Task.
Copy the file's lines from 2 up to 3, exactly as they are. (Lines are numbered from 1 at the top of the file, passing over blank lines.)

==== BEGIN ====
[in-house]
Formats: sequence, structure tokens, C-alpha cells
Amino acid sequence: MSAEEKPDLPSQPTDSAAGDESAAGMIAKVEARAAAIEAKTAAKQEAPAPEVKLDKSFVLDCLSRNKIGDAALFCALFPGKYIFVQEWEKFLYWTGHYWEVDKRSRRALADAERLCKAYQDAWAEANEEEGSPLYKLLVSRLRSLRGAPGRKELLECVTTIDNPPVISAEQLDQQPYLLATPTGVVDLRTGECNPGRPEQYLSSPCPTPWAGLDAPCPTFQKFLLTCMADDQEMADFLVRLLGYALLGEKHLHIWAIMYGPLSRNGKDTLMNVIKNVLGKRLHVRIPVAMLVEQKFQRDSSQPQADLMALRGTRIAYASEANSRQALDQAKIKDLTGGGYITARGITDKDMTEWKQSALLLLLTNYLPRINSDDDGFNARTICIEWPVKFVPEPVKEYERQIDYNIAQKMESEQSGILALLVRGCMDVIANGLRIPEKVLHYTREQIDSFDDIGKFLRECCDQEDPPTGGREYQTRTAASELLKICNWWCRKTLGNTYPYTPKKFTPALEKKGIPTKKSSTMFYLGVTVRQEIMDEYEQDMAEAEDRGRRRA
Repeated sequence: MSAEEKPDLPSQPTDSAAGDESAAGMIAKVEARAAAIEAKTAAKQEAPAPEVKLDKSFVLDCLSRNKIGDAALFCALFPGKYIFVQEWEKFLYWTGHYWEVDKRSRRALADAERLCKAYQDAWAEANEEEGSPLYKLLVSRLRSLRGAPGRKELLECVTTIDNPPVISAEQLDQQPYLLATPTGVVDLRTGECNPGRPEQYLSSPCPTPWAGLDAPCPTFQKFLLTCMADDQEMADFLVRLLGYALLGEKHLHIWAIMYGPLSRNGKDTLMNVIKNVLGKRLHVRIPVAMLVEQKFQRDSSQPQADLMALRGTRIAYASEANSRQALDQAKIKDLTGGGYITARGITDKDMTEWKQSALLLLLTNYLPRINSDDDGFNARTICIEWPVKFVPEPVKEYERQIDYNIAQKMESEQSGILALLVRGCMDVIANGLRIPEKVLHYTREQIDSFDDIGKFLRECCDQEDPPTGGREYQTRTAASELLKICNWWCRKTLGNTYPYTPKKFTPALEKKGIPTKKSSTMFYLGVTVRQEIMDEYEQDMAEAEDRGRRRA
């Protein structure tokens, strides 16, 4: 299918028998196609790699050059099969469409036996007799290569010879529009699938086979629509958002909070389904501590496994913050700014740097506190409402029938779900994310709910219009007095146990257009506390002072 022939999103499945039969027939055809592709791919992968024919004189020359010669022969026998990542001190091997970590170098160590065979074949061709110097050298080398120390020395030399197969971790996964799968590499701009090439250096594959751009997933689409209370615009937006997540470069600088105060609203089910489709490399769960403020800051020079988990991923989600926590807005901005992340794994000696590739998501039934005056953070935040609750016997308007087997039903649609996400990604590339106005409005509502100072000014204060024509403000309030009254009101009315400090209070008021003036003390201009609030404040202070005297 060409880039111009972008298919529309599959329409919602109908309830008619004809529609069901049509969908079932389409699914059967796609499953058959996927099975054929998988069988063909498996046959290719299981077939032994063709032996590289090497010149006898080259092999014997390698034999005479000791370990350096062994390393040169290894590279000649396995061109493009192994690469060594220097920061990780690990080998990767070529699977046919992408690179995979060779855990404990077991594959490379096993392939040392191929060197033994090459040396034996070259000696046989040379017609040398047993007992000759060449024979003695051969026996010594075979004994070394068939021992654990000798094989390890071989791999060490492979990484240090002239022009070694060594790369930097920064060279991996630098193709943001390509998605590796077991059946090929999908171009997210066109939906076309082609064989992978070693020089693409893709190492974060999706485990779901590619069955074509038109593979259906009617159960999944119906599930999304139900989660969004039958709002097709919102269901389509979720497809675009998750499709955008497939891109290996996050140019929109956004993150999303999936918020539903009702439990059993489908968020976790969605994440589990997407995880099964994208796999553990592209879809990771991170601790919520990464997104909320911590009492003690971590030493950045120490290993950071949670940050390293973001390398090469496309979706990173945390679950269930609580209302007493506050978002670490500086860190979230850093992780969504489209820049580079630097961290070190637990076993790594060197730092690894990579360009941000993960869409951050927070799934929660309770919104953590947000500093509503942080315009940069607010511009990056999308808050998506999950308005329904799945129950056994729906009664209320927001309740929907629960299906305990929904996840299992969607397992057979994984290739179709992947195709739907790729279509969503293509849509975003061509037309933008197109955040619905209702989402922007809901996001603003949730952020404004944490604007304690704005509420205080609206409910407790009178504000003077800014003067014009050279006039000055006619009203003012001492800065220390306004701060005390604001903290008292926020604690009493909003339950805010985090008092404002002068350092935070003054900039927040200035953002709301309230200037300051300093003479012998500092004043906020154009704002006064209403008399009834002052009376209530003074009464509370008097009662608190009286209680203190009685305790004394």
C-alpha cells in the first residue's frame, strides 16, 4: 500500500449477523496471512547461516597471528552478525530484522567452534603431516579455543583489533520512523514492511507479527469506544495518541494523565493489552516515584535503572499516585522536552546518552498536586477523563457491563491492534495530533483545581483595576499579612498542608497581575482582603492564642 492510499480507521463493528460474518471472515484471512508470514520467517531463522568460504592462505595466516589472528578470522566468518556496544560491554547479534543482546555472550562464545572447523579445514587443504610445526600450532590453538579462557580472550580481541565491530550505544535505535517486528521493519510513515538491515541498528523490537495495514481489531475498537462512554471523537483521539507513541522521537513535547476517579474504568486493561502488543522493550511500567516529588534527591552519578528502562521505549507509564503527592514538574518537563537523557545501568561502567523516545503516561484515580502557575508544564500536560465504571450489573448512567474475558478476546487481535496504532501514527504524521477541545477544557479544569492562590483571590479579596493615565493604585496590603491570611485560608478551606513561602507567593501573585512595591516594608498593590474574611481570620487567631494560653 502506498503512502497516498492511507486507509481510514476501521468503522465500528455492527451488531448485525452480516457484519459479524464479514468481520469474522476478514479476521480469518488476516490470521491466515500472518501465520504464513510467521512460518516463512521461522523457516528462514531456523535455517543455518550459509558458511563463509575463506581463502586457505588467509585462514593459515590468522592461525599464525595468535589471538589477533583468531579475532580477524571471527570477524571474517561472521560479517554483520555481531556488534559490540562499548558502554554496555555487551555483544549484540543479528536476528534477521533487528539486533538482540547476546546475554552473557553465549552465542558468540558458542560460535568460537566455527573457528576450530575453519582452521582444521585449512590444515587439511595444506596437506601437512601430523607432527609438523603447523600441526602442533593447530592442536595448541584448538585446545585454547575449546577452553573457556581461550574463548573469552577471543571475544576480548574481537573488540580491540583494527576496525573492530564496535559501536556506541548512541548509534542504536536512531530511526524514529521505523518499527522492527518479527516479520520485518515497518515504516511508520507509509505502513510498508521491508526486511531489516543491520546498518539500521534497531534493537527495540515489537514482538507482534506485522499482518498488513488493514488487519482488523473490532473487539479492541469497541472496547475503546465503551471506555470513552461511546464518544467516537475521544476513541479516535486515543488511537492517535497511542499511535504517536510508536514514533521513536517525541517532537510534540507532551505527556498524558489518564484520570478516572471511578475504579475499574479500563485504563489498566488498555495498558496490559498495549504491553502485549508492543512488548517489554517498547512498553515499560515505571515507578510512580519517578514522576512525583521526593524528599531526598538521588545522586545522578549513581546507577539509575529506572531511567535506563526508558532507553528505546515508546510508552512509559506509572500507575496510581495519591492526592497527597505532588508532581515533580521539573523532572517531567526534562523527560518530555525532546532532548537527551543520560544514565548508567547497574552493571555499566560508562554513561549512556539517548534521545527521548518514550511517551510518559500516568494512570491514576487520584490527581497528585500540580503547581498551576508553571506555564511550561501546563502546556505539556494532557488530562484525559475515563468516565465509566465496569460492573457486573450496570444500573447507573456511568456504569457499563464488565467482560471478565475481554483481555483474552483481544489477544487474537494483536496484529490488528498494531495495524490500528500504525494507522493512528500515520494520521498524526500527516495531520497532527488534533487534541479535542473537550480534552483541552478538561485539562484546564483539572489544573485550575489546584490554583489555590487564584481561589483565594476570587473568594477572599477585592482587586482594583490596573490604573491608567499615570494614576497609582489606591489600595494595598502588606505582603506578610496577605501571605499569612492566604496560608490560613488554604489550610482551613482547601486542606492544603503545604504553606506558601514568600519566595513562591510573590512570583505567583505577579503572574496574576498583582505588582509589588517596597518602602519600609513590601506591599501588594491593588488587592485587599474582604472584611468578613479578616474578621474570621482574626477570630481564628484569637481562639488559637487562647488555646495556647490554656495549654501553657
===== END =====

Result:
Formats: sequence, structure tokens, C-alpha cells
Amino acid sequence: MSAEEKPDLPSQPTDSAAGDESAAGMIAKVEARAAAIEAKTAAKQEAPAPEVKLDKSFVLDCLSRNKIGDAALFCALFPGKYIFVQEWEKFLYWTGHYWEVDKRSRRALADAERLCKAYQDAWAEANEEEGSPLYKLLVSRLRSLRGAPGRKELLECVTTIDNPPVISAEQLDQQPYLLATPTGVVDLRTGECNPGRPEQYLSSPCPTPWAGLDAPCPTFQKFLLTCMADDQEMADFLVRLLGYALLGEKHLHIWAIMYGPLSRNGKDTLMNVIKNVLGKRLHVRIPVAMLVEQKFQRDSSQPQADLMALRGTRIAYASEANSRQALDQAKIKDLTGGGYITARGITDKDMTEWKQSALLLLLTNYLPRINSDDDGFNARTICIEWPVKFVPEPVKEYERQIDYNIAQKMESEQSGILALLVRGCMDVIANGLRIPEKVLHYTREQIDSFDDIGKFLRECCDQEDPPTGGREYQTRTAASELLKICNWWCRKTLGNTYPYTPKKFTPALEKKGIPTKKSSTMFYLGVTVRQEIMDEYEQDMAEAEDRGRRRA